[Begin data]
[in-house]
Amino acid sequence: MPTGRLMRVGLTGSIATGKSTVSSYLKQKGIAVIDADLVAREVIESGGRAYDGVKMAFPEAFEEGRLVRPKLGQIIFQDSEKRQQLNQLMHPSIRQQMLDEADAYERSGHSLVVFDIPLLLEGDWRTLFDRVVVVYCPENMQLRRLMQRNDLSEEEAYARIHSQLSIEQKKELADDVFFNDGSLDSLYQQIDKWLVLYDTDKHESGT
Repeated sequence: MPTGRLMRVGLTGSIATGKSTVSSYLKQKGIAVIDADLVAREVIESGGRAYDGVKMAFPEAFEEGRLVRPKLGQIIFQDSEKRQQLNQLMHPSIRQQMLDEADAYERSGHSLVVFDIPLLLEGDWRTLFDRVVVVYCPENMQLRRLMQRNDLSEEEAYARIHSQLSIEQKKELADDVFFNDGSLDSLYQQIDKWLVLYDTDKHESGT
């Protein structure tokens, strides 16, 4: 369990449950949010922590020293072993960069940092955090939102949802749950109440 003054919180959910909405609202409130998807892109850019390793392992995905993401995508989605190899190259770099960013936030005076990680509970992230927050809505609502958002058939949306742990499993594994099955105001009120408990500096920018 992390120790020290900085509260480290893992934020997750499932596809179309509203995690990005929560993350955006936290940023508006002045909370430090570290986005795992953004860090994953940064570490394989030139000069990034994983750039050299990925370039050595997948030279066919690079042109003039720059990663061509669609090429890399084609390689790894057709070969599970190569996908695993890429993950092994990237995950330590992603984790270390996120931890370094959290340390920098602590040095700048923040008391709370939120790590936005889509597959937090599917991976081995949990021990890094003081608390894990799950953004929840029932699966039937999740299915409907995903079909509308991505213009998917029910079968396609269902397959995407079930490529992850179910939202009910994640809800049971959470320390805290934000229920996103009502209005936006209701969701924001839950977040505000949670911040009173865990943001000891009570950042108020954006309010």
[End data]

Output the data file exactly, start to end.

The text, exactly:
[in-house]
Amino acid sequence: MPTGRLMRVGLTGSIATGKSTVSSYLKQKGIAVIDADLVAREVIESGGRAYDGVKMAFPEAFEEGRLVRPKLGQIIFQDSEKRQQLNQLMHPSIRQQMLDEADAYERSGHSLVVFDIPLLLEGDWRTLFDRVVVVYCPENMQLRRLMQRNDLSEEEAYARIHSQLSIEQKKELADDVFFNDGSLDSLYQQIDKWLVLYDTDKHESGT
Repeated sequence: MPTGRLMRVGLTGSIATGKSTVSSYLKQKGIAVIDADLVAREVIESGGRAYDGVKMAFPEAFEEGRLVRPKLGQIIFQDSEKRQQLNQLMHPSIRQQMLDEADAYERSGHSLVVFDIPLLLEGDWRTLFDRVVVVYCPENMQLRRLMQRNDLSEEEAYARIHSQLSIEQKKELADDVFFNDGSLDSLYQQIDKWLVLYDTDKHESGT
């Protein structure tokens, strides 16, 4: 369990449950949010922590020293072993960069940092955090939102949802749950109440 003054919180959910909405609202409130998807892109850019390793392992995905993401995508989605190899190259770099960013936030005076990680509970992230927050809505609502958002058939949306742990499993594994099955105001009120408990500096920018 992390120790020290900085509260480290893992934020997750499932596809179309509203995690990005929560993350955006936290940023508006002045909370430090570290986005795992953004860090994953940064570490394989030139000069990034994983750039050299990925370039050595997948030279066919690079042109003039720059990663061509669609090429890399084609390689790894057709070969599970190569996908695993890429993950092994990237995950330590992603984790270390996120931890370094959290340390920098602590040095700048923040008391709370939120790590936005889509597959937090599917991976081995949990021990890094003081608390894990799950953004929840029932699966039937999740299915409907995903079909509308991505213009998917029910079968396609269902397959995407079930490529992850179910939202009910994640809800049971959470320390805290934000229920996103009502209005936006209701969701924001839950977040505000949670911040009173865990943001000891009570950042108020954006309010």